3. Evaluate Readiness and Need: Next figure out how ready your audience is for the communication, and what the level of need is for the communication. The higher the readiness, the more easily you’ll get buy in. If readiness is lower, determine what the most important issues are to communicate and start there.

  4. Review Current Resources: Are there key individuals you can bring in to help get greater buy-in? Think of those with decision-making abilities or those who influence the decision makers. Leverage these individuals to help spread your message to others. Also, look for what’s already in place and working well – then build off that. Keep this motto in mind: “Grow the seeds, not the weeds!”

  5. Select Content: Use materials that speak to your company’s overall tone and culture. Continue to show how your compliance message is in line with your company’s goals. Don’t be afraid to be creative. Breaking down the information into bite-sized pieces, rather than a long, technical presentation, can help with engagement and retention. Think about using things like role-play scenarios, games, and cartoons/animation in the delivery of your message. Whenever possible, get face-to-face with your audience. While shooting off some e-mails may feel like it’s saving you time, or giving you some space from a difficult conversation, talking in person usually ends up being more productive.

  6. Develop Schedule: Chances are, your target audience is receiving messages from lots of different areas – both internally, and perhaps even externally. As you develop a communication plan, find out what your target audience is already receiving. Check to make sure there aren’t mixed messages or conflicting information. If possible, you may be able to synch up your communications with other information your target audience is receiving. This will help reduce information-overload, and help you be even more effective in your communication delivery.

Disclosure Requirements for Non-illustrated Products

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There often is a bit of confusion concerning the disclosure requirements for non-illustrated products.

This requirement comes in part from NY Section 3209. This section calls for preliminary information (see 3209(d) for requirements) to be provided at or before the time of application. Then a policy summary (see 3209(e) for requirements) is required at or before the time of policy delivery.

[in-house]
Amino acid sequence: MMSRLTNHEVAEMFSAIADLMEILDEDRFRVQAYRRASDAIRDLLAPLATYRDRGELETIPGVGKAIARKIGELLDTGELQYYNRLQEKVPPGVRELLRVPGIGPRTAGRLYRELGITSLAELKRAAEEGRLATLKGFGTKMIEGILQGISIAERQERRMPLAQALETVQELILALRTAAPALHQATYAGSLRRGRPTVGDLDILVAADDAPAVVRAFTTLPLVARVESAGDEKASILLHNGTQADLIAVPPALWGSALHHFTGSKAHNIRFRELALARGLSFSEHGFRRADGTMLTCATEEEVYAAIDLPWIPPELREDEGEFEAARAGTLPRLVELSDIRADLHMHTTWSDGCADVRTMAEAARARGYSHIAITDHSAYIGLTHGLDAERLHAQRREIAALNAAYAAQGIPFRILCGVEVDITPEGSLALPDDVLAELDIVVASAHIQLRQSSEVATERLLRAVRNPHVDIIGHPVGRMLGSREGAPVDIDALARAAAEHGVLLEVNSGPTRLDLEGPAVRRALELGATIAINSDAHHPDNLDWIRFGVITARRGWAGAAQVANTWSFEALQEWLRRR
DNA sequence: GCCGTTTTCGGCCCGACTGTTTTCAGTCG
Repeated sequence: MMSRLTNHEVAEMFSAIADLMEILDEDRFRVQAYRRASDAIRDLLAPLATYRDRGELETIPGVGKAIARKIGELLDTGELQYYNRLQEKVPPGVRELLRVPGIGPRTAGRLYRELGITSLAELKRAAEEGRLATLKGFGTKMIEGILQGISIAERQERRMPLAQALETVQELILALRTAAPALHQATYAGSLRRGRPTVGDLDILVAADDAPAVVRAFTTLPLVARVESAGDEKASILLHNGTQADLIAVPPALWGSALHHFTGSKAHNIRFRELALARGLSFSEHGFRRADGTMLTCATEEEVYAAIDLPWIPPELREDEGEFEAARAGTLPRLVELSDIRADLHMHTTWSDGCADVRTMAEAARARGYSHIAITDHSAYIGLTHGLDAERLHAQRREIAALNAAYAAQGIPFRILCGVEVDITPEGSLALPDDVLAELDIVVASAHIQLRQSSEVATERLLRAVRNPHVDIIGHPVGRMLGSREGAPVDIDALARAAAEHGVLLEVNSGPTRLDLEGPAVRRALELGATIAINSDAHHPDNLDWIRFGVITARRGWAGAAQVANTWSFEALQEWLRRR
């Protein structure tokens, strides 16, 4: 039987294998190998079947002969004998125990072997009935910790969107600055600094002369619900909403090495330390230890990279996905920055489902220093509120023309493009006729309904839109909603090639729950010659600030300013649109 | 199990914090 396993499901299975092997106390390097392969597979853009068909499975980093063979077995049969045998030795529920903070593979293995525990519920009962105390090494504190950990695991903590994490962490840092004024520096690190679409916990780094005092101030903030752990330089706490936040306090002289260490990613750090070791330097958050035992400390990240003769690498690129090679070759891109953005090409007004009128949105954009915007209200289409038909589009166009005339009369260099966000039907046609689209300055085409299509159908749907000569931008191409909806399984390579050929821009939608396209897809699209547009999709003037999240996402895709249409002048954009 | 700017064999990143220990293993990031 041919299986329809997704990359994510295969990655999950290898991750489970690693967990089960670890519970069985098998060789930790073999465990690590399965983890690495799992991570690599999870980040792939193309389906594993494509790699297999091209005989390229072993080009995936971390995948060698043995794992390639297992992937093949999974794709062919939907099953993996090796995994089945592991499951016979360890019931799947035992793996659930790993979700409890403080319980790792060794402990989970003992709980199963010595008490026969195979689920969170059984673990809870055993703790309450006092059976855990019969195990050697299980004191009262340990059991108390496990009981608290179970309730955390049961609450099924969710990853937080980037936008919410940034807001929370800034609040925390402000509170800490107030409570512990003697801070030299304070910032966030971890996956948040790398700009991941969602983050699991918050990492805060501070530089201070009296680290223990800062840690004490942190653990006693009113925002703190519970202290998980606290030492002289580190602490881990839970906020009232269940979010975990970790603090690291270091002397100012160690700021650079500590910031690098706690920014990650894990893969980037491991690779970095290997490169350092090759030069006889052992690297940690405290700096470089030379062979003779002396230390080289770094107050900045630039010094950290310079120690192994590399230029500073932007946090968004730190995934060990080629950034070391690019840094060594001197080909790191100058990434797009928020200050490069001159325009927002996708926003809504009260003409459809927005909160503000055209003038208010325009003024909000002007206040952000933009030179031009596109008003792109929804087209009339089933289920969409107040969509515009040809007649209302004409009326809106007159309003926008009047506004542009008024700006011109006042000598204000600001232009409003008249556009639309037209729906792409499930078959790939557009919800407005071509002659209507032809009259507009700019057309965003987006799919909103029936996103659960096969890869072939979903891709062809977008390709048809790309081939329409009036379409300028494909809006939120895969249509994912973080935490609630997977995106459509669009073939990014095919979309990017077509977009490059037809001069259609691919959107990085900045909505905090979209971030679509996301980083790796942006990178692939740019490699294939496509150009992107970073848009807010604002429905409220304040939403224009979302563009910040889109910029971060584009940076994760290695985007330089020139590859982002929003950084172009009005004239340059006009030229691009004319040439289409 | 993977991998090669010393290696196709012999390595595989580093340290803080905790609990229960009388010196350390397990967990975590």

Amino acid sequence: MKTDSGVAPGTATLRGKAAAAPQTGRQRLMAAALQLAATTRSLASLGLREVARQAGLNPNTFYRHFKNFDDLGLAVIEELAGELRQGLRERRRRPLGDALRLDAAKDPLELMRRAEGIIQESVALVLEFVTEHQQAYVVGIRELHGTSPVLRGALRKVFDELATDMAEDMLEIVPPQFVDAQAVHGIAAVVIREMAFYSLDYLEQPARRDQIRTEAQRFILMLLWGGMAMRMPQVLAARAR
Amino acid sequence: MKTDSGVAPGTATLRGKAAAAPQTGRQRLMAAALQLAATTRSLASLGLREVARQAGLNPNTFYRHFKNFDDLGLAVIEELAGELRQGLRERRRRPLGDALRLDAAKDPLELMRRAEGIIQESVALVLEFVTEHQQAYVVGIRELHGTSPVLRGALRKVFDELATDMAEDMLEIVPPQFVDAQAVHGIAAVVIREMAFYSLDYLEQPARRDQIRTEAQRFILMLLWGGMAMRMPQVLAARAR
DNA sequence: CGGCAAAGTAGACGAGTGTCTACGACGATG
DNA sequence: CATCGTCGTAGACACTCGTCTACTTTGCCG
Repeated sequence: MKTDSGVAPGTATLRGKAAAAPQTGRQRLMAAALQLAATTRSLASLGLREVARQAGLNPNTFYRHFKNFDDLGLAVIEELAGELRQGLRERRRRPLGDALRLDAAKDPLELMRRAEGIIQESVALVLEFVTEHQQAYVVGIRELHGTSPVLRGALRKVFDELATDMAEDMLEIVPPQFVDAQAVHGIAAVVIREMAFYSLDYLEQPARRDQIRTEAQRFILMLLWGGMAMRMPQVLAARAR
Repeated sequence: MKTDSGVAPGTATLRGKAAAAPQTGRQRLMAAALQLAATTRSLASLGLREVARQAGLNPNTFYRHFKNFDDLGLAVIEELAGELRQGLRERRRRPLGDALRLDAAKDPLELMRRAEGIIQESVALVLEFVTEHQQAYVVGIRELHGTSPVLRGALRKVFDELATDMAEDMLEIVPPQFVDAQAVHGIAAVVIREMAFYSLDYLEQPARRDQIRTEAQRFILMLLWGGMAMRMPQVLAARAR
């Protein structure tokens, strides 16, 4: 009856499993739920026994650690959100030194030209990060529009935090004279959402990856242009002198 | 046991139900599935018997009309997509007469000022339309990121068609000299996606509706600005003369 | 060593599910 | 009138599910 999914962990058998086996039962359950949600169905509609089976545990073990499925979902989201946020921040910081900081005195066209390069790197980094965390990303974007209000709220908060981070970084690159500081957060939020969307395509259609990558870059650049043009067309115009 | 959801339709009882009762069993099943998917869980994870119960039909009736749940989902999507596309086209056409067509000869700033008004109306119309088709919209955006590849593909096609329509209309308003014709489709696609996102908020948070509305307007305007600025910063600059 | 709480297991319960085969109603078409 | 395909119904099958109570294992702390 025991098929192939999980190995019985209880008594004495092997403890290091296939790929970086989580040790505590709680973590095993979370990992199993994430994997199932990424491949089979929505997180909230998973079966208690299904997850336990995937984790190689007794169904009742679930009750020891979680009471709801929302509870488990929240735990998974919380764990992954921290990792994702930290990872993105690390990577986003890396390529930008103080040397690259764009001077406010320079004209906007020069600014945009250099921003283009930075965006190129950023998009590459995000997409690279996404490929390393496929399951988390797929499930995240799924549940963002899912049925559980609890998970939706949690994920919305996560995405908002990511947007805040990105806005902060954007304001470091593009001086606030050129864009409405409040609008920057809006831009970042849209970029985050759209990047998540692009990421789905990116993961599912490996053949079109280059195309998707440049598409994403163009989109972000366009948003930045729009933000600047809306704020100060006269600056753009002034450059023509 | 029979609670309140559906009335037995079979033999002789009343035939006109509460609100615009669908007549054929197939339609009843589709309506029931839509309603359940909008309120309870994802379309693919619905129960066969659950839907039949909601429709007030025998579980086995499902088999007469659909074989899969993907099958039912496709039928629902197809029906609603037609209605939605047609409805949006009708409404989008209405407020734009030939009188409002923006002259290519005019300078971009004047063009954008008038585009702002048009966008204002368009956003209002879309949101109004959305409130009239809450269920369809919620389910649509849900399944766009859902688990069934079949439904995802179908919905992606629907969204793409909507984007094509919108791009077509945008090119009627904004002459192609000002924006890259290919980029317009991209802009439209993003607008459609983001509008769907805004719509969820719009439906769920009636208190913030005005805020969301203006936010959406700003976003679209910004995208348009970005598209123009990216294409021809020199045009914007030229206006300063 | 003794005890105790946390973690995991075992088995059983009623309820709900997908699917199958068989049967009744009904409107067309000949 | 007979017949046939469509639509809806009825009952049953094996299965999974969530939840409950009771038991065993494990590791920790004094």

However, 3209(l) then goes on to say:

‘(l) An insurer of any life insurance policy or annuity contract subject to this section shall notify the superintendent whether its policies or contract forms have been or will be marketed with or without an illustration.  

For those policies and contracts marketed with an illustration which complies with the regulations promulgated pursuant to subsection (k) of this section, no preliminary information or policy summary shall be required.

For those policies that are not marketed with an illustration, the preliminary information and policy summary shall be provided pursuant to the provisions of this section.’

Now, here’s where things get messy for non-illustrated products. Preliminary Information & the Policy Summary must be provided. These include projections on a current basis. But NY Regulation 74 indicates that any depiction of non-guaranteed elements to be an illustration. But the product is supposed to be non-illustrated. And now we are going around in the dreaded compliance circle.

To allow for non-illustrated products to exist in NY, the Department has taken the position that as long as the Preliminary Information & the Policy Summary show only the non-guaranteed elements required by 3209 (and 53-2.1 & 53-22 for UL type policies) then these would not be considered illustrations within the meaning of Regulation 74.

Again, a bit messy.

Confused about designing annuities in NY?

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This course, authored by Tom Hartman, Senior Compliance Actuary (formerly with NYSDFS), clarifies the requirements in detail so you know exactly which product designs will and will not work.

When it comes to understanding these requirements, few are as knowledgeable as Tom. This course will help you develop products with confidence, determine an appropriate filing method, and achieve an approval quickly.

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Download this free white paper to learn some basic and common drafting issues.

If you would like more information about the Demystifying NYS Annuity Nonforfeiture course, please email Glenda Bean or call her directly at (518) 512-0172.